The greatest pleasures of "Quantum of Solace" come from watching the actors. Amalric makes a fine, subtle villain: He has the face and the carriage of a puppet who's just become a real live boy, eager to test the limits of what he can get away with. Olga Kurylenko plays Camille, a Bond girl who's so preoccupied with her own personal mission that she can't even be bothered to seduce the hero -- it's an interesting twist, and Kurylenko is self-possessed enough to pull it off. And the wonderful Giancarlo Giannini reappears as Mathis, the operative Bond wasn't sure he could trust in "Casino Royale"; here, the friendship between the two crackles with wary warmth. At one point Mathis catches Bond drinking the special martini variation named after his lost love (that would be the Vesper, and in the movie, a bartender helpfully offers the recipe so you can make your own at home) and sees the melancholy shadows in his eyes. Mathis asks his friend, with softhearted solicitiousness, if he might like something else to help ease his suffering. "I have pills for everything," he says. "Some make you taller; some make you forget."
But first and foremost, "Quantum of Solace" reminds us how lucky we are to have Craig as Bond. Sean Connery is certainly the iconic Bond, the actor most people automatically think of when they think of 007. And he's certainly the most elegant Bond; he set the bar, high, for the stylishness of the franchise. But he played Bond -- entertainingly -- as a self-conscious cartoon. Craig is going for something very different here, and one of the joys of watching him is seeing how many new layers he can bring to a character we already thought we knew. Craig is a much finer actor than Connery was during his term as Bond: Connery became a great actor later. But Craig is good now.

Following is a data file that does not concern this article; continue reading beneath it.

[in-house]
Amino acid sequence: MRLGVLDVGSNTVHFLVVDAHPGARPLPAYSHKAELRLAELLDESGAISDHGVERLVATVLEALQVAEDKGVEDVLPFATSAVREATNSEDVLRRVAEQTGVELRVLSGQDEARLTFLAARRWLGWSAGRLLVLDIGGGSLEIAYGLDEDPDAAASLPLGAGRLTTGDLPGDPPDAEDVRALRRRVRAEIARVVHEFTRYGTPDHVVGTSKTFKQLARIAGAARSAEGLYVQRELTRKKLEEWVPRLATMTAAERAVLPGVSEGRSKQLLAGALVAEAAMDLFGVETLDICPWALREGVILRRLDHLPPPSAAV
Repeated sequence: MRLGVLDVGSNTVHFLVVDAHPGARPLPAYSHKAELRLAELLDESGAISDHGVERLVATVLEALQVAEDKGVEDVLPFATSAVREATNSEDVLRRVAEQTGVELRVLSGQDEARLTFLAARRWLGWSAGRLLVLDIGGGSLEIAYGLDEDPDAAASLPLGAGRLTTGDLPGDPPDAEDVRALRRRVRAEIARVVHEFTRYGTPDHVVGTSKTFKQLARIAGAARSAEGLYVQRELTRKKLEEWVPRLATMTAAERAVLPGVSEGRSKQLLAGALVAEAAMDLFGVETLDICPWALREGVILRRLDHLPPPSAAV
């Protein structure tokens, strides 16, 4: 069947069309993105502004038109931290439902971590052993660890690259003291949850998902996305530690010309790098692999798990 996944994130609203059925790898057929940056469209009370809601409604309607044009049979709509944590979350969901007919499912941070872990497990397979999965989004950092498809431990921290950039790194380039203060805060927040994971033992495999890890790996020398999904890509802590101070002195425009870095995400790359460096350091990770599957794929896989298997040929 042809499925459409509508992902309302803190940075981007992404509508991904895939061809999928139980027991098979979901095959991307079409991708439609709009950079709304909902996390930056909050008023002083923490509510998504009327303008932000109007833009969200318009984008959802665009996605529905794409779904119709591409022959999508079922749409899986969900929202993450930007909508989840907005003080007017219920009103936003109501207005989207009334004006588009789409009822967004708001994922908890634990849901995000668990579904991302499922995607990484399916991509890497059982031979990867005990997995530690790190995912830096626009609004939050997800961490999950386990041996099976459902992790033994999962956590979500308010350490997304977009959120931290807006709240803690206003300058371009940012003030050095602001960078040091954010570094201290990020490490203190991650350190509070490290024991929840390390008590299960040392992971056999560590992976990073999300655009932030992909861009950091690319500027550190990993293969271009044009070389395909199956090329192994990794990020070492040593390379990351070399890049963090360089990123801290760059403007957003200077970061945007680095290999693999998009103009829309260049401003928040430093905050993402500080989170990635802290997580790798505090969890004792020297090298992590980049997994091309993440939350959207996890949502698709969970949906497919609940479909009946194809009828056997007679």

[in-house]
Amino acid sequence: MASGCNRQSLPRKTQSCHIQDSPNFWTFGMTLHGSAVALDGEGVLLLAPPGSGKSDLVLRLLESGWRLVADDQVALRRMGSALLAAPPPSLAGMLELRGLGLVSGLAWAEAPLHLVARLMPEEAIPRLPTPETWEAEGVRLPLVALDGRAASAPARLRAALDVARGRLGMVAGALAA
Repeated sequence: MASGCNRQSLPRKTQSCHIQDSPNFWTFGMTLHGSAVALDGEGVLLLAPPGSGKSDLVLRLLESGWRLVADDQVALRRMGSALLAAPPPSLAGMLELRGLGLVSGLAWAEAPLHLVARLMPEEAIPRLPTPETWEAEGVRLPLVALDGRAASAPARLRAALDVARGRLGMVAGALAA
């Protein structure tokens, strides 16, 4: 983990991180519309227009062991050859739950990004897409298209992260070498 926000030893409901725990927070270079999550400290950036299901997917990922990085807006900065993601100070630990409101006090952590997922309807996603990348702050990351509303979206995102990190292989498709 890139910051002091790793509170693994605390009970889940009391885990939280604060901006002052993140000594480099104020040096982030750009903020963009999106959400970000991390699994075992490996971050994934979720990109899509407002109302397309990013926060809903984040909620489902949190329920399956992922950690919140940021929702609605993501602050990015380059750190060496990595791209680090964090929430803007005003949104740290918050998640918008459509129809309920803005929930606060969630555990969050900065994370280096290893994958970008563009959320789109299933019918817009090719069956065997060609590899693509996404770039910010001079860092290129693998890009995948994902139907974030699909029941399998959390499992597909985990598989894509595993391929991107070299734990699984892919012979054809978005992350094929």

Part of his skill lies in his physicality, and I'm not just talking about those impressively molded pecs. Even in his trimmest tux, Craig walks with the purposefulness of a stocky tomcat. He has the look of a guy spoiling for a fight, and he usually finds it. But Craig is also the most romantic of the Bonds, the one who, despite his penchant for getting into some nasty dust-ups, sports most of his cuts and bruises on the inside. You can see that in the way he parries with his cool-as-a-cuke supervisor, M. As Dench plays her, M is a silvery presence whose inner core is all steel. She and Bond are wary of each other: She fears his tendency to act impulsively, not judiciously; and he chafes at the control she tries to impose on him -- he seems to know that his best instincts are rooted in his very impulsiveness. Still, he generally approaches her with the deference of a schoolboy who knows he hasn't gotten it quite right, and his humility is disarming. "Quantum of Solace" is a frustrating picture, an ambitious bit of pop entertainment that strives for lavish greatness it can never achieve. But Craig never overreaches, and yet he accomplishes the unthinkable. He's not the Bond we ever asked for or hoped for, yet he's reimagined the character in ways we never could have foreseen. He's Bond with soul.